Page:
OSU-Texas: Defensive Pressure Point

Oklahoma State's challenge will be to stop a Texas offense features two quarterbacks (true freshman Shane Buechele and Tyrone Swoopes), a pair of jumbo running backs (D'Onta Foreman and Chris Warren, and is "the most physical Texas team I've seen since I've been here," says Cowboys defensive coordinator Glenn Spencer.

Oklahoma State head football coach Mike Gundy said several times during his Tuesday radio call-in show that football is a simple game. "It really comes down to the offensive coordinator taking with the defense gives you. A defensive coordinator can either load the box and use his safeties to take away the run or he can play his safeties back in pass coverage," said Gundy.

Gundy's inspiration was talk of Oklahoma State's 213-yard rushing output against Baylor, one of the team's best rushing totals in recent seasons. Baylor defensive coordinator Phill Bennett, normally a run-conscious defensive coach, played his safeties back a lot on Saturday to guard against home run plays by Cowboys quarterback Mason Rudolph and receivers like James Washington. Oklahoma State offensive coordinator Mike Yurcich stayed with the run attack and it produced really well.

Now this Saturday Oklahoma State defensive coordinator Glenn Spencer has to make some critical decisions against a new and improved Texas offense that features coordinator Sterlin Gilbert out of the Art Briles school of offense and the talent level known to be recruited and displayed at Texas that includes the likes of jumbo running backs D'Onta Foreman, who is 6-1, 249 pounds and has rushed for 288 yards and three touchdowns this season, and almost OSU Cowboy Chris Warren III, who is 6-2, 253 pounds and has rushed for 260 yards and three touchdowns this season. Add to that freshman every down quarterback sensation Shane Buechele and short yardage and close quarters quarterback Tyrone Swoopes, who is 6-4, 252 pounds. Oh boy, big ole Texans.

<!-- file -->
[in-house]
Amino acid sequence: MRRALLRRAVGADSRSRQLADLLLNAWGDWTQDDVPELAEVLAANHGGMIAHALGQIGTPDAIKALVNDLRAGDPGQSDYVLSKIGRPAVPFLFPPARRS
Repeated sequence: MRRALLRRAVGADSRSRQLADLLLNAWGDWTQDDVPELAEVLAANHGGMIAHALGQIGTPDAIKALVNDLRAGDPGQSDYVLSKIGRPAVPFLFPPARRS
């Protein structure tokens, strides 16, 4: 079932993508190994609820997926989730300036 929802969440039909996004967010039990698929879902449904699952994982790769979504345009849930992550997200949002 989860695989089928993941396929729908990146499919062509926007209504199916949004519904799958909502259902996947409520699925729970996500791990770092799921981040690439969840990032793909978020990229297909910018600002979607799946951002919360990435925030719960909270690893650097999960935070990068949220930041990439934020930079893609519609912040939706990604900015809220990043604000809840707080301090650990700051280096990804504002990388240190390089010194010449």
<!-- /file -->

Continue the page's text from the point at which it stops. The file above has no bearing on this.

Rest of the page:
"You have to account for (Swoopes) when he is in the game and I would venture to guess that they have packages where he shows run and then passes it," Gundy said. "Buechele is a really good player and seems to fit the system that they're trying to execute. He's very accurate, mobile and has a strong arm. He throws the ball like a baseball player. They've had physical backs. It's not anything new for them. A very similar team to what they've had in the past eight to 10 years." 

Spencer has a very similar opinion to Gundy, who sat down with the defensive staff and relayed some of his thoughts on the big plays for the Baylor loss last Saturday and how he'd like to see smarter decisions by the Cowboy defenders. Gundy said, for instance, when cornerbacks are in man coverage with no safety help they have to give up the short route, the curl or out, and then live to play another down. Those corners are likely to get a chance to show their improved football intelligence this Saturday, because from Spencer's comments it seems imperative that safeties will have to help some with stopping the run.

"They have the talent to do both. They can run the ball effectively and we all know the Baylor similarities to those schemes," explained Spencer. "If you give them some single looks, they'll take some shots at you, too. It makes them a tough team to game plan for when they can run it like they can.

"The biggest thing I've gotten from the film is that this is the most physical Texas team I've seen since I've been here. The way the running backs run and the blocking schemes, when they decide they want to run the power, or they run a counter, which is another way to run the power, they are really blocking well. They are finishing and the running backs are 245-250 pounds, so they're two of the strongest running backs our guys will probably face, and they aren't looking to go down. They want to put the shoulder down and go through you." 

It will be a tough defensive chore. Yes, the linebackers and safeties must do a good job of video study, must gain some keys, and must have a good idea at pre-snap or right after snap of whether it is run, pass, or be ready for both. Texas includes a zone read concept in the scheme and plenty of pop passes for potential run-pass options. It's a real load.

"I noticed that they are running the ball real hard," safety Tre Flowers said. "I noticed their two quarterbacks. Swoopes has been in the game a long time and (Shane Buechele), he doesn't play like a freshman at all. They are a real good team and they can run the ball, and they are going to try and throw the ball. They are a good team. They are really big. Big and physical guys. It's going to be a tackling thing and I know we can do it."

A tackling thing, a mental thing, and a very physical thing.

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